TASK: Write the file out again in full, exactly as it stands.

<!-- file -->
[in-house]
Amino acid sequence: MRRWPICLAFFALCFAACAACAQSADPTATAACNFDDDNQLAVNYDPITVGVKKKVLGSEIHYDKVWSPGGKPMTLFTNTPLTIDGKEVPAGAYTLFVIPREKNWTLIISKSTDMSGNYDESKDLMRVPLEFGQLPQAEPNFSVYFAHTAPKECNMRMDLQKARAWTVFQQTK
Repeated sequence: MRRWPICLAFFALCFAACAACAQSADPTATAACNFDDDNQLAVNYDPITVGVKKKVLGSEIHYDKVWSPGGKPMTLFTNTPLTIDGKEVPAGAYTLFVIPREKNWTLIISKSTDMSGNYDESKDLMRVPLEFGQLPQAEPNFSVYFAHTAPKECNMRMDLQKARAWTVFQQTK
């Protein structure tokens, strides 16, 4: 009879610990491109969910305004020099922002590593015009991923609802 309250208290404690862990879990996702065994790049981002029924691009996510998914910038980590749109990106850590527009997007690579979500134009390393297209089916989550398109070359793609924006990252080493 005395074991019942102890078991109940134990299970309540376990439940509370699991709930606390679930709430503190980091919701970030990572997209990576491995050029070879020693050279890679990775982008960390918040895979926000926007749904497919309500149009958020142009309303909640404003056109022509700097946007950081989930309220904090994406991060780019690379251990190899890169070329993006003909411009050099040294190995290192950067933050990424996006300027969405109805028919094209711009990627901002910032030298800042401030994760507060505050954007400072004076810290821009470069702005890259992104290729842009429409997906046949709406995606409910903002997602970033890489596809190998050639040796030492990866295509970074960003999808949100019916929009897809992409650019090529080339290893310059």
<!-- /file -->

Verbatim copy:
[in-house]
Amino acid sequence: MRRWPICLAFFALCFAACAACAQSADPTATAACNFDDDNQLAVNYDPITVGVKKKVLGSEIHYDKVWSPGGKPMTLFTNTPLTIDGKEVPAGAYTLFVIPREKNWTLIISKSTDMSGNYDESKDLMRVPLEFGQLPQAEPNFSVYFAHTAPKECNMRMDLQKARAWTVFQQTK
Repeated sequence: MRRWPICLAFFALCFAACAACAQSADPTATAACNFDDDNQLAVNYDPITVGVKKKVLGSEIHYDKVWSPGGKPMTLFTNTPLTIDGKEVPAGAYTLFVIPREKNWTLIISKSTDMSGNYDESKDLMRVPLEFGQLPQAEPNFSVYFAHTAPKECNMRMDLQKARAWTVFQQTK
């Protein structure tokens, strides 16, 4: 009879610990491109969910305004020099922002590593015009991923609802 309250208290404690862990879990996702065994790049981002029924691009996510998914910038980590749109990106850590527009997007690579979500134009390393297209089916989550398109070359793609924006990252080493 005395074991019942102890078991109940134990299970309540376990439940509370699991709930606390679930709430503190980091919701970030990572997209990576491995050029070879020693050279890679990775982008960390918040895979926000926007749904497919309500149009958020142009309303909640404003056109022509700097946007950081989930309220904090994406991060780019690379251990190899890169070329993006003909411009050099040294190995290192950067933050990424996006300027969405109805028919094209711009990627901002910032030298800042401030994760507060505050954007400072004076810290821009470069702005890259992104290729842009429409997906046949709406995606409910903002997602970033890489596809190998050639040796030492990866295509970074960003999808949100019916929009897809992409650019090529080339290893310059």